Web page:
Ghosts of birthday’s past

Today is my 38th birthday, and my fifth in Australia. As each one rolls around, you can’t help but look back on the day and remember older versions.

For all those people who are planning to have babies, please, really think long and hard about a December or January birth, as speaking from experience, it’s mostly pants. No-one has any money in January, they’ve either spent it all for Christmas, or in the sales. For my twenty-first birthday, hardly anyone came out to celebrate, so I went out again the following week after pay-day. But it’s not the same thing. Like when I was swimming and every year the Brighton Open Swim Meet was held on the same weekend, or immediately before or after it. One year we went to see Holiday On Ice at the Brighton Centre afterwards, we also went to a Happy Eater (remember them?) on the way home, although I’m not sure it was the same year.

My birthday falls in Pantomime season (altogether now, ‘Oh no it isn’t!’). Mum often took me to see the local panto with a couple of friends. I’ve had whole theatres sing Happy Birthday to me, with one Frankie Howerd leading them all one year. But Terry Scott was my favourite pantomime Dame, he had a different outfit on every time he came on stage. When I was too old for Pantos, Mum and I would go up to London, catch a matinee and go shopping in the sales instead all morning. We saw Miss Saigon one year, there were two Americans adamant they wanted to sit in the front row of the theatre. The lady in the box office tried, in vain, to explain they didn’t sell the front row, in the end, she gave up, sold them the tickets and from our vantage point of front row of the circle, we watched them slowly disappear into clouds and clouds of dry ice, where they remained for most of the show. Mum and I were shaking with laughter, with our fists in our mouths. That trip up I’d forgotten my glasses, so I couldn’t see the stage very clearly, I could watch what was going on, but it was a bit blurry round the edges; the leading man was ACTING, the helicopter shuddered and squeaked, and I nearly fell asleep. Not our best theatre outing, but one that mum and I remember clearly, because that was also the trip we had a pasta lunch in Covent Garden. Wearing a white blouse, Mum said ‘I mustn’t get anything down me!’ and promptly sat down and put her boob in her plate. One quick trip back to Oxford Street to buy another blouse later, we were back at the theatre, still giggling.

One girl I swum with would begin reminding you it was her birthday about a month beforehand, by which time it rolled around, you were sick of it. There was one night when I was trying to get home to Mon Bears, the trains from London went crazy. I stood on Waterloo station pleading to get on a train as it was my birthday, and I wanted to get home to have my special dinner, even showing people my driving licence, to no avail. Never mess with a commuter when they’re on a train, they ain’t budging.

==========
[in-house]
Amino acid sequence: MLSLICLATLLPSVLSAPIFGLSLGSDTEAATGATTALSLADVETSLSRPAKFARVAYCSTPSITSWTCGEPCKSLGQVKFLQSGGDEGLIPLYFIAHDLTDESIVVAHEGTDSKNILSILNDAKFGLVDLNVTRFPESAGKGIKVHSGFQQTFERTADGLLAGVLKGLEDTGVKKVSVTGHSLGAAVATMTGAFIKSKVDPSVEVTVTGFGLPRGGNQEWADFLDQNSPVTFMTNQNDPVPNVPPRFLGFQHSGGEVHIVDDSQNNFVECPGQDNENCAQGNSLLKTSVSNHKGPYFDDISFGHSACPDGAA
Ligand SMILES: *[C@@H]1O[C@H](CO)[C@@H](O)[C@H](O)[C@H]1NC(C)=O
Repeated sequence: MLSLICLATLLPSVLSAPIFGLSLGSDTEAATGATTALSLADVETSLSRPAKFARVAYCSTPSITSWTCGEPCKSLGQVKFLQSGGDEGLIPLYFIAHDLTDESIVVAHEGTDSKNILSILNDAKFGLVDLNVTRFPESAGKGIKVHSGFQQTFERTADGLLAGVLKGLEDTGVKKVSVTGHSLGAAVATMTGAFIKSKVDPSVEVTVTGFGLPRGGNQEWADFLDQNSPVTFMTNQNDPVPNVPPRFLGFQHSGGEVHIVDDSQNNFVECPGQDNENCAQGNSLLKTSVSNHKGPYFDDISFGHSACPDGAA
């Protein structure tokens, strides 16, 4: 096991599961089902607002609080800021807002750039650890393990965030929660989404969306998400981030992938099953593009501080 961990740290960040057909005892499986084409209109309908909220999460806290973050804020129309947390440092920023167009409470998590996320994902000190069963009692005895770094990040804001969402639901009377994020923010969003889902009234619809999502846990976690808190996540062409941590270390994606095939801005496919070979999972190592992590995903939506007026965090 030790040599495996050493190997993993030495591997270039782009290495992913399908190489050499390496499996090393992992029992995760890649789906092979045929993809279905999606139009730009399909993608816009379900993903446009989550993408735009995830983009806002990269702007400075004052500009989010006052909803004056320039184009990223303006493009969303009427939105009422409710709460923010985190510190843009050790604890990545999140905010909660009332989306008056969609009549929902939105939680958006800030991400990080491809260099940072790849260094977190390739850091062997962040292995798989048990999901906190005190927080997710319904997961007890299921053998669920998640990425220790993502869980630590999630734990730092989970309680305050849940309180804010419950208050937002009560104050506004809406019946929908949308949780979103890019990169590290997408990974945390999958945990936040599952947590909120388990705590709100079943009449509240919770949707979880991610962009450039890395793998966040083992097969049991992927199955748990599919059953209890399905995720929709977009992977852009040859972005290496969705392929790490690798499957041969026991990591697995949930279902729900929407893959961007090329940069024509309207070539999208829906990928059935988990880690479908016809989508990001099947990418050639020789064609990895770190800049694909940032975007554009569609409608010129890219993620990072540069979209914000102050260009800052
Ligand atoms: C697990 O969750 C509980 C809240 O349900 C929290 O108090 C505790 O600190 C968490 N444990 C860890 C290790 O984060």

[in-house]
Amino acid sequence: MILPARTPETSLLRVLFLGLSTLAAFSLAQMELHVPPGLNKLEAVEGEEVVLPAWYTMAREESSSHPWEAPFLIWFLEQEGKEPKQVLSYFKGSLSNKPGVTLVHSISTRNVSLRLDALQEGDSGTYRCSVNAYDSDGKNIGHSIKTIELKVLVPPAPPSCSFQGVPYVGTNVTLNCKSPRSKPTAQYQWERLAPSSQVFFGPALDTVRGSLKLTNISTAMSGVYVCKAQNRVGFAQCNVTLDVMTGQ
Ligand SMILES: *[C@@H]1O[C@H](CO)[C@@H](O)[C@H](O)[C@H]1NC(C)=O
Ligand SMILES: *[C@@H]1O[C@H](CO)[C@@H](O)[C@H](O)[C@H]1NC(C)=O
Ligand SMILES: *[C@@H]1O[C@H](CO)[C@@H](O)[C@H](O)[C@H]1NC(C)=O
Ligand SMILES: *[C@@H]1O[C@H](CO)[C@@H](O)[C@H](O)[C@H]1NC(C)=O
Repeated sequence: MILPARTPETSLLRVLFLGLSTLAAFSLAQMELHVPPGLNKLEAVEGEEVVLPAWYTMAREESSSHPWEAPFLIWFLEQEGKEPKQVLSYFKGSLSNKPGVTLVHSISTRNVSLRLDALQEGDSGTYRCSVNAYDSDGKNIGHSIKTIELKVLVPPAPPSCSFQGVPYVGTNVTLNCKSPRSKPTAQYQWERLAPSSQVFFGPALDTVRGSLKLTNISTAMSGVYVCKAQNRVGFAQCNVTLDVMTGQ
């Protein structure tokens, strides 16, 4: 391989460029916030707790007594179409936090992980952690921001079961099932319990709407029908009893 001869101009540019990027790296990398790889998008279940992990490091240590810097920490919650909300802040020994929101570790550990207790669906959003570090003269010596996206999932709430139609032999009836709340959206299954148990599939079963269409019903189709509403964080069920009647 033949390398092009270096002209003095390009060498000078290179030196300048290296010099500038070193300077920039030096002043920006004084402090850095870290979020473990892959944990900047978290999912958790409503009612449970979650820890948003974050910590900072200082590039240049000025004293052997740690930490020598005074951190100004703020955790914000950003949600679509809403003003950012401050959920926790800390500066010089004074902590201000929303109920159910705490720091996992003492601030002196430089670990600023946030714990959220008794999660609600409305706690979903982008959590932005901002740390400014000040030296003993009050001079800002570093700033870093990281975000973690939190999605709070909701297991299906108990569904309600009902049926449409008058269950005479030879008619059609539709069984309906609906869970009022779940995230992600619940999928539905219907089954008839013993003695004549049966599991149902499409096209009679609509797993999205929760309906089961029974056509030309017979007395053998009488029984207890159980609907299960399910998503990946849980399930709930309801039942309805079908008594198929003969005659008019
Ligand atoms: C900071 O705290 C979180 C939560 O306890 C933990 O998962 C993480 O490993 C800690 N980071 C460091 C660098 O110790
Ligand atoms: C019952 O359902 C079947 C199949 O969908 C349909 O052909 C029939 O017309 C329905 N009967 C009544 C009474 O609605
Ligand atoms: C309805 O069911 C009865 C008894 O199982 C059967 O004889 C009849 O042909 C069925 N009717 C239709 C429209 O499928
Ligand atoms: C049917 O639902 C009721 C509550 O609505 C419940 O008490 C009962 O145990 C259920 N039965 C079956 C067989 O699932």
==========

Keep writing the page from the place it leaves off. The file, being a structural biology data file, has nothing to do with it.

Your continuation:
Through the years, I’ve been sent flowers, sung to, hugged, and had some lovely presents, my parents also brought cakes to swimming training, and I’ve been surprised with a driving lesson on my 17th birthday; but it is still the time I spend with people on my birthday that remains special to me. Which is why the trip to Miss Saigon sticks in my mind. Mum went out of her way to make birthdays fun, as her birthday is in the middle of July, so hers also gets forgotten in the summer holidays in the northern hemisphere. I arrived at my desk today for a day full of meetings, to find it decorated with silly pictures and a couple of cards from colleagues on the keyboard, I’m about to go downstairs and get my cake, having made Nigella’s Salt and Sweet Chocolate Bars last night for everyone too. Tonight Hubs and I are having pizza and champagne, tomorrow Peanut is getting looked after by my cousin, so we can go into the city and buy my present proper. He gave me a lovely card and a candle to open this morning for something to open on the day, having learnt that no, you can’t ignore your wife’s birthday, no matter how much she doesn’t mention it…!

As I approach 40, I don’t feel it. I certainly don’t feel old, age is a number, nothing more. It’s just keeping score on how long you’ve been hanging around. It has no bearing on what you’ve done well, or poorly. Life experience can come at a price, some of the wisest people I met are children, they’re not tarnished with ‘life’, they cut to the chase and see right through you. Whatever you get up to on your birthday this year, have a good one, and spend it with the people who are closest to you.

Does anyone else think that your birthday should also be part of your holiday allocation at work, so you don’t have to work on it? Or is that just me? I’ve had a good day, don’t get me wrong, it’s just I’d rather not have spent 90 minutes discussing our new Enterprise Agreement today.

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